Posted Date: 07/13/2022
Facing a teacher shortage, the State Board of Education on Tuesday approved a way for retired teachers to more easily return to the classroom.
Under the action, a retired teacher whose license has expired can receive a transitional license for the upcoming school year after passing a background check.
Education leaders in Kansas and across the nation have warned of significant teaching and general staffing shortages.
The number of educators in Kansas retiring annually has increased over the past four years from 699 in 2019 to 986 this year, according to the Kansas State Department of Education. In addition, there are 5,242 teachers aged 55 or older. And more retired teachers have renewed their licenses, increasing from 368 in 2020 to 766 this year.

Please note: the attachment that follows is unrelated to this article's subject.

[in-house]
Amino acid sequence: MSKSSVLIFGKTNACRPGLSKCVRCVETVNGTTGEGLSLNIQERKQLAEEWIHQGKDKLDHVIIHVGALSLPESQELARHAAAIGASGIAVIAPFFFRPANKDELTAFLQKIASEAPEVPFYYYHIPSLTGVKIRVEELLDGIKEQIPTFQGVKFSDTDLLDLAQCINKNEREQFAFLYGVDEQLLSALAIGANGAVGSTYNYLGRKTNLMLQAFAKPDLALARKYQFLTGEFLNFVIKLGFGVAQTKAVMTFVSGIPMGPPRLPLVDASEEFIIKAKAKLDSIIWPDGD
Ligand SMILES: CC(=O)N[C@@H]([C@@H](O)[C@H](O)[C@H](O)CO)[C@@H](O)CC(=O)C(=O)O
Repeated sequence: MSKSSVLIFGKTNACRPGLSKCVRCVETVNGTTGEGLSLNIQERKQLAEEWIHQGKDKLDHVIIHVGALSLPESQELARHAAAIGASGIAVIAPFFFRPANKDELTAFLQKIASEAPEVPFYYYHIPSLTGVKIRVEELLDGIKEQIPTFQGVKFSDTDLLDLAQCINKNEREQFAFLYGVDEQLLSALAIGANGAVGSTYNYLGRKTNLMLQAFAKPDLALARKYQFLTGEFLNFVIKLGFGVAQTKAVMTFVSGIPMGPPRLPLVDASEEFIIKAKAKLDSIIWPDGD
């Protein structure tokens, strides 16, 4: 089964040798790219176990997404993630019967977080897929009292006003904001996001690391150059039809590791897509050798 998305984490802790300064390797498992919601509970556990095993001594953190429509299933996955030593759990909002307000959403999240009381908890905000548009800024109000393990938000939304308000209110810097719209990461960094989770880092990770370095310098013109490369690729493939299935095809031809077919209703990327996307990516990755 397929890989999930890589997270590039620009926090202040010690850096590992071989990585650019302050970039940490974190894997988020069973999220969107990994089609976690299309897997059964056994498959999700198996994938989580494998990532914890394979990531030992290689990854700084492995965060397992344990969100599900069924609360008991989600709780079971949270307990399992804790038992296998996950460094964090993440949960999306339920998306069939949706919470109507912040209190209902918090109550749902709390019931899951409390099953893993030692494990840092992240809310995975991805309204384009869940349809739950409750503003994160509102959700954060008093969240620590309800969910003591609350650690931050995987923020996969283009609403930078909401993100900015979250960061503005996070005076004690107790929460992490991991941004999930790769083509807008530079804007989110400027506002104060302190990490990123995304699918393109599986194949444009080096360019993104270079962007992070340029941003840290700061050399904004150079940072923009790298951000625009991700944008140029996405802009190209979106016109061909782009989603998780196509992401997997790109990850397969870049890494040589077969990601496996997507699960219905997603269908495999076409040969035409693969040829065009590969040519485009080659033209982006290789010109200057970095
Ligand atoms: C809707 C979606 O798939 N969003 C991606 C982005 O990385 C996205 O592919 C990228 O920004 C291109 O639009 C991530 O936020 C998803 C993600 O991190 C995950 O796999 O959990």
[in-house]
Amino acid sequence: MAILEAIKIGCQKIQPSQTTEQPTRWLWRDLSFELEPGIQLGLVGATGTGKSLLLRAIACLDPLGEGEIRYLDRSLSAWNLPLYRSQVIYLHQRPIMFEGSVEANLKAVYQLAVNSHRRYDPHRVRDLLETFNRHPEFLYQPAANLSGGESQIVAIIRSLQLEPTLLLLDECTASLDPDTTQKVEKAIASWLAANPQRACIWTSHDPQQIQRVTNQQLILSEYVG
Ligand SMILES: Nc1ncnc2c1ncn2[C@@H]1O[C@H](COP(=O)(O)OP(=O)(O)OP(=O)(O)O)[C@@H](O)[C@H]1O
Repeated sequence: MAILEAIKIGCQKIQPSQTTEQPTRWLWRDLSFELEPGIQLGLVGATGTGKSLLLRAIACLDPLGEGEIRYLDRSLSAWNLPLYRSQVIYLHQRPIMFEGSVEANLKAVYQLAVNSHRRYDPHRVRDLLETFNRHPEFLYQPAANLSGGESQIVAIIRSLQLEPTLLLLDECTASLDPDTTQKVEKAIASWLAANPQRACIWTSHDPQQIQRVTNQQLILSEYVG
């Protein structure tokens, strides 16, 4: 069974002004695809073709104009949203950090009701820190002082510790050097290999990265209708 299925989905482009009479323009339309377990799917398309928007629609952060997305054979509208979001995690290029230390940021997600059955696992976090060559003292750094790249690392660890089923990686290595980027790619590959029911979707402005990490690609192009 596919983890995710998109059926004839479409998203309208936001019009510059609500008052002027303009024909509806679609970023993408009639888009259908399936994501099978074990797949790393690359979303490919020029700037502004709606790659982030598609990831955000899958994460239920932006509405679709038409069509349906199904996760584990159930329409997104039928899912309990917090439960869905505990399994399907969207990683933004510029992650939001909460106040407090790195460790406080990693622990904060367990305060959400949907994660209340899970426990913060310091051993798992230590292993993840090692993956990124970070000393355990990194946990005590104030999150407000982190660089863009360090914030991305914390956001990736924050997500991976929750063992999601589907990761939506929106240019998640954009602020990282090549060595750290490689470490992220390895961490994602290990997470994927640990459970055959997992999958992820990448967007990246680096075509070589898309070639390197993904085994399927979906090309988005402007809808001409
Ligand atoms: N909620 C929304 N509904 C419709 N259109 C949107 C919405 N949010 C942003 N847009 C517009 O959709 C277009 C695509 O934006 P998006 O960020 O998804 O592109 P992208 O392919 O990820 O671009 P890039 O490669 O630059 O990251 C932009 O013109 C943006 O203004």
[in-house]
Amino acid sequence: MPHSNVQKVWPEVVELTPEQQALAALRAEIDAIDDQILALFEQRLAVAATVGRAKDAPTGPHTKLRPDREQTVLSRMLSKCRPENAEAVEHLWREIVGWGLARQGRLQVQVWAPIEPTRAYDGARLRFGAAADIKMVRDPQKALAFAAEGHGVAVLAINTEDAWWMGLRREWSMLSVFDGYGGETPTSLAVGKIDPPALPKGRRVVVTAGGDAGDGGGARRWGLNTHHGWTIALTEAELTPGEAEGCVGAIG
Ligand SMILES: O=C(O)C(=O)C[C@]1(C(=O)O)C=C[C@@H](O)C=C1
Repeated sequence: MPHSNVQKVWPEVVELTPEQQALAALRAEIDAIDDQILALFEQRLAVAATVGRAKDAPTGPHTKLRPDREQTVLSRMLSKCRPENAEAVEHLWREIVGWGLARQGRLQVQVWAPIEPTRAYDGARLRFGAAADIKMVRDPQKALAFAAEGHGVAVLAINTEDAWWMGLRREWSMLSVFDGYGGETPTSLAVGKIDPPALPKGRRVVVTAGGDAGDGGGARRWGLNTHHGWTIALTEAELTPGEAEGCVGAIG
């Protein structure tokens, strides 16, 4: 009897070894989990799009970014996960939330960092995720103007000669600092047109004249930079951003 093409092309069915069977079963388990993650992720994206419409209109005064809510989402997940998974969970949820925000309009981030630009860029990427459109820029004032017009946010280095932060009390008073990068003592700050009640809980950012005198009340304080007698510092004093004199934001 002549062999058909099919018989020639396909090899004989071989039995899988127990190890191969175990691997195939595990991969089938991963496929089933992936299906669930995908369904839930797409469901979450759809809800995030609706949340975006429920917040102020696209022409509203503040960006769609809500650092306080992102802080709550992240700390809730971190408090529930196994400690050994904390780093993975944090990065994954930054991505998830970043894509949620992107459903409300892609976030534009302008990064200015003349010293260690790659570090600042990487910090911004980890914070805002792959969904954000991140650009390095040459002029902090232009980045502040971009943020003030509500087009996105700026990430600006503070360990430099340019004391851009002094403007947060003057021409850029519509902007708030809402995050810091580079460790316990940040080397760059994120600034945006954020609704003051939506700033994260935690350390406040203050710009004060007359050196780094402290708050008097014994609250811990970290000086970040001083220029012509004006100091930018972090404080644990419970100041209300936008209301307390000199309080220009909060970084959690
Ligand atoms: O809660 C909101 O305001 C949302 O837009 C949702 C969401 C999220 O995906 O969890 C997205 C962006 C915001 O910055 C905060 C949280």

In June, the State Board of Ed approved allowing districts to hire emergency substitute teachers who have a high school diploma but no college credit. The standard requirement in Kansas for a substitute teacher was having 60 college credit hours.
Meanwhile, the Teacher Vacancy and Supply Committee is working over the next few months on long-term solutions for the teacher shortage.